The law firm of Oakes & Fosher is presently investigating the alleged misconduct of former securities broker Sanders Spangler. According to his publicly available FINRA BrokerCheck report, Sanders Spangler has been the subject of multiple customer disputes.
Sanders Spangler was a Texas-based securities broker. He worked in the securities industry for sixteen years. He spent his entire career registered with just two different securities firms. He is no longer working as a registered securities broker in any fashion.
- Edward Jones (2000-2005)
- LPL Financial (2005-2017)
- In March 2016, a customer alleged their account managed by Sanders Spangler experienced poor performance. This case was settled for $50,000 in damages.
- In February 2017, Sanders Spangler was discharged from his position at LPL Financial. This followed allegations that he exercised discretion in customer accounts without the proper authorization from the account holder(s). LPL Financial had also not accepted the account(s) as suitable for discretionary trading.
- In April 2017, a customer alleged that Sanders Spangler exercised discretion in their account which in turn resulted in poor performance. This case was settled for $40,000 in damages.
- In May 2017, a customer alleged unauthorized trading committed by Sanders Spangler led to poor performance. This case was settled for $20,000 in damages.
- In June 2017, a customer alleged that Sanders Spangler executed unsuitable trades in their account without authorization. This case was settled for $225,000 in damages.
- In October 2017, a customer alleged that Sanders Spangler over-concentrated their account in energy stocks. They also alleged that Spangler liquidated their account without their knowledge and altered account statements. This case was settled for $850,000 in damages.
- In March 2018, Sanders Spangler was officially sanctioned by FINRA. The findings state that Spangler failed to comply with an investigation into his alleged unauthorized trading. Due to this alleged failure to comply, Sanders Spangler was barred by FINRA from acting as a securities broker in any fashion.
There is a common misconception among investors that hiring a securities broker to manage their brokerage accounts relinquishes their control over it–this is not the case. Securities brokers are required to obtain their customer’s authorization before executing trades on their behalf. This is because it is the investors themselves who have final say regarding what they are ultimately invested in. Securities brokers who circumvent this procedure usually do so because they want to invest their customer in something that is unsuitable for them.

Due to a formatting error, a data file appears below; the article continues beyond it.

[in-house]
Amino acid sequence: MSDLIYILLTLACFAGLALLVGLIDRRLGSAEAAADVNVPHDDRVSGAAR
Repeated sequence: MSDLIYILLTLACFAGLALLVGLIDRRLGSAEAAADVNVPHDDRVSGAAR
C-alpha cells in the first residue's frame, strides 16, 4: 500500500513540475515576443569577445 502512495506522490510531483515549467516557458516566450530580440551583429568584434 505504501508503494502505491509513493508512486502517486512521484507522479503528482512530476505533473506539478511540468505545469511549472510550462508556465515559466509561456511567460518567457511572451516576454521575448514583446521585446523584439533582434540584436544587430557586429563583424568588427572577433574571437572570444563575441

There is a trading practice known as discretion that allows securities brokers to execute trades in an investor’s account without having to obtain their authorization prior to every trade. However, before a securities broker can begin engaging in this practice, they must first receive express written authorization from the account holder. The broker’s member firm must also accept the account in question as one that is suitable for discretionary trading.
Discretion can be a very slippery slope due to how much power it gives to brokers. Brokers with this authority over an account now have an easier time trading said account in an unsuitable manner. They can place the customer in investments they are not financially suited for, or they can trade the customer’s account excessively. Both of these are self-serving acts designed to increase a broker’s commissions at the investor’s expense.
Oakes & Fosher Can Help
Many investors are unaware of the legal recourse available to them after losing money due to securities broker fraud and/or negligence. The truth is that investors who have lost money in this fashion may actually be entitled to damages.
Oakes & Fosher dedicates its entire legal practice to helping investors across the nation. If you, or someone you know, have lost money investing with Sanders Spangler, please contact Oakes & Fosher for a free and private consultation. We work on a contingency basis, which means there are fees charged unless we collect for you.